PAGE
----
V I E W   F R O M   T H E   H I L L T O P

April 2, 2009

Que Saxa!

The 2009 men's basketball season ended a few weeks back. But today was the actual date (25 years ago) of the Hoyas' national championship victory in the 1984 NCAA tournament. During the season, we celebrated this anniversary with a gala reunion on the eve of the Marquette game. Photos of the celebration are posted here. In the lead-up to the anniversary weekend, an inspiring personal story surfaced from one Hoya alum. I am pleased to introduce the latest guest blogger to View from the Hilltop and the first to post on this re-located blog site. A big thanks to Gina Dyson '96 for her remembrances of Georgetown basketball and our championship season a quarter century ago. I share that story from Gina after the jump.

In early 1984, my fourth grade teacher, Mrs. Osman, did a lesson on Washington DC. Seeing the monuments and learning about American History, I was hooked. Although I had never been outside of Los Angeles, I told her that I wanted to live in Washington someday, to which she quickly quipped, “You should go to Georgetown University for college.” Never hearing of such a place, I said an enthusiastic “OK!” and decided to ask her what Georgetown was later, so as not to hurt her feelings. That Saturday morning, I sat in front of our TV and was flipping through the channels deciding on which cartoons to watch, when a basketball game on CBS caught my eye. I stopped for a moment and realized that their jerseys said Georgetown on them. I started shrieking and my mother came running into the living room. I exclaimed, “Look, it’s Georgetown! That’s my college. That is where I am going to school one day.” My mother was utterly confused by my passion, but humored me nonetheless. That morning, I laid in front of the TV and watched the entire game, forgetting all about my cartoons.

After that fateful day, I bounded up each Saturday morning, desperate to find those Georgetown players again. When they appeared, I was in heaven. Living in Los Angeles and in the days before cable and the Internet, my viewing options were limited. I was however, able to watch several games that season. My mother didn’t quite know what to make of my new found interest in men’s college basketball, given that my current ten year old passions were Barbie and Cyndi Lauper.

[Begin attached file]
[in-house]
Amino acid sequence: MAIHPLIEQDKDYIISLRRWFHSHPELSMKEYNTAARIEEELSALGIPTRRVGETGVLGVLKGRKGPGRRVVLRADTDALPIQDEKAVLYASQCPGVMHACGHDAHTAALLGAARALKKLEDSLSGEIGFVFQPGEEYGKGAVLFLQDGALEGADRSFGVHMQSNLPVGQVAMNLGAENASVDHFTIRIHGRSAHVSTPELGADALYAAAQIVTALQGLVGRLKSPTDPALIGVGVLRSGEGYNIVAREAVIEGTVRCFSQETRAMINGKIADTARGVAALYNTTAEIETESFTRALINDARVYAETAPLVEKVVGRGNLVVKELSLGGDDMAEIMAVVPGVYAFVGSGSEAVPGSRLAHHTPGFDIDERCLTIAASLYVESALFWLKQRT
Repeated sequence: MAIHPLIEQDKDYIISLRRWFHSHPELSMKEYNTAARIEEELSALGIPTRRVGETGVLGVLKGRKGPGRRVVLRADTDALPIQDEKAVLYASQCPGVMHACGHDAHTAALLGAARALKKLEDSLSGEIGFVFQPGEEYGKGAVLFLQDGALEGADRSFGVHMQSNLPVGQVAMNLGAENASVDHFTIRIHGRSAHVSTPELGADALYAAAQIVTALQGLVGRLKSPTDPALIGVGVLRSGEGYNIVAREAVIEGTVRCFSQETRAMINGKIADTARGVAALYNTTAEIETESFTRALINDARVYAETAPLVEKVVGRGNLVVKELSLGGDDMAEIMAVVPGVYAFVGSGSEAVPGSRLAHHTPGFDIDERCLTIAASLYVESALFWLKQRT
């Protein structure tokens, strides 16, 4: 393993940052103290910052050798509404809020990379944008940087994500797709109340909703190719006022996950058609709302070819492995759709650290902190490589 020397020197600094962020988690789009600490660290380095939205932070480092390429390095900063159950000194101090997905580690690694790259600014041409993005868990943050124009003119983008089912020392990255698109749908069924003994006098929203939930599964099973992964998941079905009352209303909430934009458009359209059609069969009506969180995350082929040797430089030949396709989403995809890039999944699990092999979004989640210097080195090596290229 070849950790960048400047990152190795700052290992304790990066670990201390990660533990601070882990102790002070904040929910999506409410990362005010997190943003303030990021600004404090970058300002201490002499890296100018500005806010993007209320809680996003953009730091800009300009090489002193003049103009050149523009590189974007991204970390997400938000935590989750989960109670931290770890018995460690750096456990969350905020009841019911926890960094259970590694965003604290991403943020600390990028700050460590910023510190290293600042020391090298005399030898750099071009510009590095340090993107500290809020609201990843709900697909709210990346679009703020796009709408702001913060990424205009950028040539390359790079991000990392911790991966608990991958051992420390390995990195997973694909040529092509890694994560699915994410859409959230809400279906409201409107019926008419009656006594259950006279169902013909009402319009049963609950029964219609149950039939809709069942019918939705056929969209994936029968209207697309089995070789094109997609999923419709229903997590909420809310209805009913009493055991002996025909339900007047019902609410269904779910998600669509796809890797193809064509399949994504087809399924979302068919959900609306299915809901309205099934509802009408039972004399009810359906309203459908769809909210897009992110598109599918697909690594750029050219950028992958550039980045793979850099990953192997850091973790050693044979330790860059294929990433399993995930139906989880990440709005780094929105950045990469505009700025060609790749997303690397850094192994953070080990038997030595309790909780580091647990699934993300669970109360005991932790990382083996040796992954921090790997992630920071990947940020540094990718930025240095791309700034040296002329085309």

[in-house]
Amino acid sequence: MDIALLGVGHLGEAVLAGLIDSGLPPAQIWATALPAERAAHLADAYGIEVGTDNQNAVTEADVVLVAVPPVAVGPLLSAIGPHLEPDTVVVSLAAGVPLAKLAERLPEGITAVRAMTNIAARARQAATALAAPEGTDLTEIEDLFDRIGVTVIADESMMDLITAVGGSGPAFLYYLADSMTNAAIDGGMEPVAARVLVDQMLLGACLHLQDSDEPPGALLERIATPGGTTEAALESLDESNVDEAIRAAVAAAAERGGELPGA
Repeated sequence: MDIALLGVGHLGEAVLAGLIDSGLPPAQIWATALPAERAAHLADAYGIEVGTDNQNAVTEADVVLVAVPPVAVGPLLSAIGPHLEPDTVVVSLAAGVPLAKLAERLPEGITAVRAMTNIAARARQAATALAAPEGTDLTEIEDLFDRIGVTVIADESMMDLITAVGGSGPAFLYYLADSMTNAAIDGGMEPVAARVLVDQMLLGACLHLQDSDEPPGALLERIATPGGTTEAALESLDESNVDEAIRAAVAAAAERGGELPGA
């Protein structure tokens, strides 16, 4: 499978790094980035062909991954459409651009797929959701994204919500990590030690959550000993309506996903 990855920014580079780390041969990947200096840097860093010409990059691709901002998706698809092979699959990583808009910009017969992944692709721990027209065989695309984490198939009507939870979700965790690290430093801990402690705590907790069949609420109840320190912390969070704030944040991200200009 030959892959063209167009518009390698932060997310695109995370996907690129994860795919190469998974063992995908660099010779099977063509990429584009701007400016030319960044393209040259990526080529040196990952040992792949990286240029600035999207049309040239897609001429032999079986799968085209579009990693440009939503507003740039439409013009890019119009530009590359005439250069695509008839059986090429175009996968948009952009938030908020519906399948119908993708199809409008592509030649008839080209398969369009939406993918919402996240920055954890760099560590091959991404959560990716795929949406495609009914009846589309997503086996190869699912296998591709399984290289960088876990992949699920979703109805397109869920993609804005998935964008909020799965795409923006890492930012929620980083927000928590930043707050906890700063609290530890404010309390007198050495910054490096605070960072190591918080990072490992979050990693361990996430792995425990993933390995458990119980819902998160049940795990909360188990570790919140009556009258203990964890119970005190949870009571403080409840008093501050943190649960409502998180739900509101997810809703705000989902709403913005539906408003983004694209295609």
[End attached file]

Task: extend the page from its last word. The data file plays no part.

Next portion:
What happened during that winter, however, was so much more than watching a basketball team. First, they became the embodiment of my very first goal. Connecting with them each Saturday brought the fantasy a little closer to reality. The dream of living near those beautiful monuments and attending a school I had never heard of thousands of miles from home was less scary and more possible with the team in my living room.

Second, I became an admirer of John Thompson. In his interviews, due to fact that he was breaking racial barriers, he would often discuss education and race in addition to game details. He was passionate with a purpose. What he was creating wasn’t just about basketball. After my parents, he became and remained my third mentor throughout my school years (though he never knew it). I remember the championship game. I remember the joy on the screen. I remember the fuss made that he was the first African American coach to win. I didn’t quite understand why it was such a big deal, but it inspired me. As a Mexican American girl from a lower middle class single parent household in Southern California, I was determined to work hard everyday to get to Georgetown. If Coach Thompson could realize his dream, I could realize mine. When I got lazy and didn’t want to study, his voice, his words, and the image of a deflated basketball on his desk, underlying the absence of education, would snap me out of my funk and I would work harder.

Through the years, I would listen to Coach Thompson talk about the need to create educational access for those that did not have the financial advantages in youth to position themselves for college. I understood what he was fighting for and why he was relentless in his activism. I wanted to attend Georgetown to continue to learn from him (why he never taught a course is beyond me—I would have enrolled every semester). As a Hoya, it was clear that Georgetown fought for equity as well. I knew that my career had to continue this work. Today, I manage the student experience for Walden University, dedicated to making quality masters and PhD programs accessible to all learners who are willing to work hard and accept support to achieve the prize, an advanced degree.

This year, we celebrated a great victory that took place a quarter of a century ago. It means something different for each of us who remember that championship season. For me, I couldn’t tell you about the points scored or the plays made. What I can tell you is that the season and its story changed a ten year old forever.

Que Saxa!

Gina Dyson
CAS 96 GRD 01


  1. Knowing Gina personally, I can say she's a true Hoya fan. Thanks to Georgetown for shaping her into the wonderful person she is today!!!

  2. Her passion for Georgetown is as alive today as it was then. Now, I understand it. SF

  3. Go Gina! Excellent, thanks so much! Jeff M in Chicago

  4. Wonderful story, Gina! Stacy Sanseverino CAS '96


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